We sat on the dune eating our sandwiches and drinking Gumperts. The air was warm and the sky was dotted with small white clouds which drifted slowly across the horizon. The conversation among my fellow scouts wandered from one subject to another. I listened, but I usually didn't say much. Down near the monster tent, the older guys were hard at work on their own lunch. Unlike everyone else, they had chosen to undertake another full-scale cooking operation. But from where we were, I couldn't quite see what it was they were cooking. Further away, Todd and Jim were still digging their well; Donny had abandoned them to help out with the lunch preparations.

In the afternoon, we went swimming in the ocean. As Todd had said, we were camped a mile or so inland. After lunch, we all put on our swimming suits and walked that mile out to the beach. The water was salty and very warm, and the waves seemed huge as they crashed on the beach. We swam for hours. After all the swimming and the hike back, everyone seemed tired, and almost everybody, myself included, took a long nap in the late afternoon.

It was too hot in the tent, so I'd been sleeping out on the sandy dune. I awoke to shouts of delight. Todd and Jim were apparently more interested in digging their well than in the extra sack time, and now they were leaping around and screaming "We did it!"

I wandered down the hill to see. They had indeed done it. Their hole was now about five feet deep, and at the bottom of the hole was a shallow pool of murky, blackish water.

"We did it!" shouted Todd.

I wandered back up the hill to see what else was going on. Almost everyone else had ignored the welldiggers' shouts of triumph and continued to sleep, but over at the monster tent, Donny and Bruce were already working on dinner. They were now the head cooks, and had quite an operation going.

The fire had been stoked up earlier with big logs and then been allowed to die down. As I looked at it now, it was a wide bed of glowing hot coals, which was exactly what Bruce and Donny needed. Stuck here and there in the coals were a bunch of silver objects which I recognized as potatoes wrapped up in aluminum foil. On either side of the bed of coals, Donny and Bruce were each working on other parts of the meal. Donny was mixing up cornbread batter, which he was eventually going to bake in a cast iron device called a dutch oven. Bruce was loading charcoal briquettes into a portable grill which he told me was called a hibachi. Later, he would be grilling big, thick steaks on this hibachi.

I glumly reflected on the menu that Peter and I had planned for dinner: macaroni and cheese.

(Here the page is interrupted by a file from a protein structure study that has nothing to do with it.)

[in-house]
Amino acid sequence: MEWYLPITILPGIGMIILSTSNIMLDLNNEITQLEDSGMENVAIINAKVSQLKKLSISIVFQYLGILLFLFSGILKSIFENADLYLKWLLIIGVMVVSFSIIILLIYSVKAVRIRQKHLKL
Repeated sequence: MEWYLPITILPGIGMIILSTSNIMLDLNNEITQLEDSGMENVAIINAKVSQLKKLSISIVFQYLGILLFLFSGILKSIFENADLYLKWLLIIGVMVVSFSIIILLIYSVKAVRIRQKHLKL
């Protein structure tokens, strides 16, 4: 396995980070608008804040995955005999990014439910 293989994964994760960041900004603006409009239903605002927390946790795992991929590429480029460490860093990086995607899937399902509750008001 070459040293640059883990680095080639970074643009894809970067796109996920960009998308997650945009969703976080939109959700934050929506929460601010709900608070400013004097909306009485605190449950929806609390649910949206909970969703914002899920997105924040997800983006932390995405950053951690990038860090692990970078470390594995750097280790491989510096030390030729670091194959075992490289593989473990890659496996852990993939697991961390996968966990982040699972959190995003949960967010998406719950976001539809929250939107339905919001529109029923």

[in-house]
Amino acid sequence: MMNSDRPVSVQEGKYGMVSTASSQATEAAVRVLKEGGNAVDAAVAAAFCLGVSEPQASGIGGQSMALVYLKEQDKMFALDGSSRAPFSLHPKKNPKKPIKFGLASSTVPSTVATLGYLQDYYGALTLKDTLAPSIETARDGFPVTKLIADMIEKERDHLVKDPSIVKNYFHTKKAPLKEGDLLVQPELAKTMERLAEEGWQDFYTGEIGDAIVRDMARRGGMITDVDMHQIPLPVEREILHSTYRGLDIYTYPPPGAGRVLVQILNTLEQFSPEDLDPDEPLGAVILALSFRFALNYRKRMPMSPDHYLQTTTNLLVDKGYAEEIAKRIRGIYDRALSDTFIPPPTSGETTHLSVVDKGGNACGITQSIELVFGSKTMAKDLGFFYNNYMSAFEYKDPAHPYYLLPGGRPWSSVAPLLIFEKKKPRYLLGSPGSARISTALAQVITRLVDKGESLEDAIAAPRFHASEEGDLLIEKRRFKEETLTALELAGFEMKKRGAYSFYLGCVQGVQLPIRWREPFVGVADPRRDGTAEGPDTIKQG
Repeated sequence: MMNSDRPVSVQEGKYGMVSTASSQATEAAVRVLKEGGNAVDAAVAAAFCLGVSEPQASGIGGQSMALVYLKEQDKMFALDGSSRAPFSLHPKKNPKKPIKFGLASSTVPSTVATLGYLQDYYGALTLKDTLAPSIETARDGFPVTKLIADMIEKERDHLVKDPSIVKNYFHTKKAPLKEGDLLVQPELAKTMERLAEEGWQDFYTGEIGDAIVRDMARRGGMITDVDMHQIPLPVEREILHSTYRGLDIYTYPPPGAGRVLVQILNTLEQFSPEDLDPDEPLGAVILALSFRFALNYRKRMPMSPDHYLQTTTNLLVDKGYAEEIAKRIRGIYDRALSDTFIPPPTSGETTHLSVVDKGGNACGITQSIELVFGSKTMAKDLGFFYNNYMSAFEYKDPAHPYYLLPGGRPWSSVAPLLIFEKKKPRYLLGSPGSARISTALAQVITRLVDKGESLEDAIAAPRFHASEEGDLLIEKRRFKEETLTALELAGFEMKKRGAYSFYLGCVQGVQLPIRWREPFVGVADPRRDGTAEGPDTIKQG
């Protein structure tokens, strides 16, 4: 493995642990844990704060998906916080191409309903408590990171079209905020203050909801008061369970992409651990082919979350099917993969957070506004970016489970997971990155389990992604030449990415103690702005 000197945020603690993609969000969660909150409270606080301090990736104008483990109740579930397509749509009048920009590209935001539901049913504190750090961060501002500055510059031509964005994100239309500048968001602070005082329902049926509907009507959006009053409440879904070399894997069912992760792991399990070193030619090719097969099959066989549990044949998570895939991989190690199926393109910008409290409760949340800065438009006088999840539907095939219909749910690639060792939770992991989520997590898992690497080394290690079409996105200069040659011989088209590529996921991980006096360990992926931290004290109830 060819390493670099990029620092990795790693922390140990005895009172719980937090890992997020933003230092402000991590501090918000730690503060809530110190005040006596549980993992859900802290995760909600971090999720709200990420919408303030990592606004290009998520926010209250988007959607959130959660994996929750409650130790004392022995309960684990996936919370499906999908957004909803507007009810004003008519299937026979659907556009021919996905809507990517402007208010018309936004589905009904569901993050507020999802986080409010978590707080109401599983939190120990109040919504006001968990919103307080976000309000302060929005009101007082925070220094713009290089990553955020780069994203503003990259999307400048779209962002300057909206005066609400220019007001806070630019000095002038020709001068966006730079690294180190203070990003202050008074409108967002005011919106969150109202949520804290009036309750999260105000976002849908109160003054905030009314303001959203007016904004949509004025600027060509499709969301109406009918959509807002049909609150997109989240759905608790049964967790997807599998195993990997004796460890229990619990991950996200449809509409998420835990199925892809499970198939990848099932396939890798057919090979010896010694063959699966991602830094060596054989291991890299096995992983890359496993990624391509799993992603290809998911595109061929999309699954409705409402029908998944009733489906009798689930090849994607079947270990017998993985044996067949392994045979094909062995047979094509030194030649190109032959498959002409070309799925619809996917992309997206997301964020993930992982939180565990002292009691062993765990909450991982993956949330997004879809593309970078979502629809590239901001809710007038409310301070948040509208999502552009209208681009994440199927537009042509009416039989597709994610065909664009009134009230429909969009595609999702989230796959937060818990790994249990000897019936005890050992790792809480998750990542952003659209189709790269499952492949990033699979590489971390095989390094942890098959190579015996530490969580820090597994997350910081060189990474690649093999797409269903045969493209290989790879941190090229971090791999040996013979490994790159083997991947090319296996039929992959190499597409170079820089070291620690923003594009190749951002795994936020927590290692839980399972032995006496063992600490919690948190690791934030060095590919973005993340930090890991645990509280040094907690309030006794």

After a while, other people began waking up and starting to think about dinner. After Peter observed the gourmet meal that the older guys were working on, he and I silently agreed to do our cooking up on the main campfire, with the younger scouts.

We did seem to be fairly unique among our own age group in what we were attempting to cook. Most of the others were doing one of two things: Hobo dinners, in which hamburger meat and vegetables, like carrots, onions, and potatoes, were wrapped up in aluminum foil and slowly baked in the coals, and canned beef stew, which they warmed up either directly in the can or in cooking pots.

Our own meal called for cooking macaroni noodles in boiling water until tender, draining off the water, and stirring in a packet of powdered cheese. We didn't think this would be all that hard.

As the noodles cooked, we battled the heat of the flames and the annoyance of the smoke to stir the macaroni at intervals, and to remove a noodle or two every now and then to sample.

Finally, after many tastes of crunchy noodle, Peter handed me one that I felt was ready.

"It tastes done to me," I said.

"You sure?" he asked.

"Yep."

"OK," said Peter, "then I'll add the cheese."

Almost immediately, Peter realized his mistake. He had dumped in the cheese powder before draining off the excess water. He howled, and together we waved our hands helplessly in the air, trying to think of a solution. We tried draining off some of the water, but this just took the now dissolved cheese powder with it. Then we decided to let it cook a while longer, to boil the water away. Ultimately, we had soupy macaroni with only a mildly cheesy taste, and also had to face a cleanup job which involved scraping a lot of burnt noodles out of the bottom of the saucepan.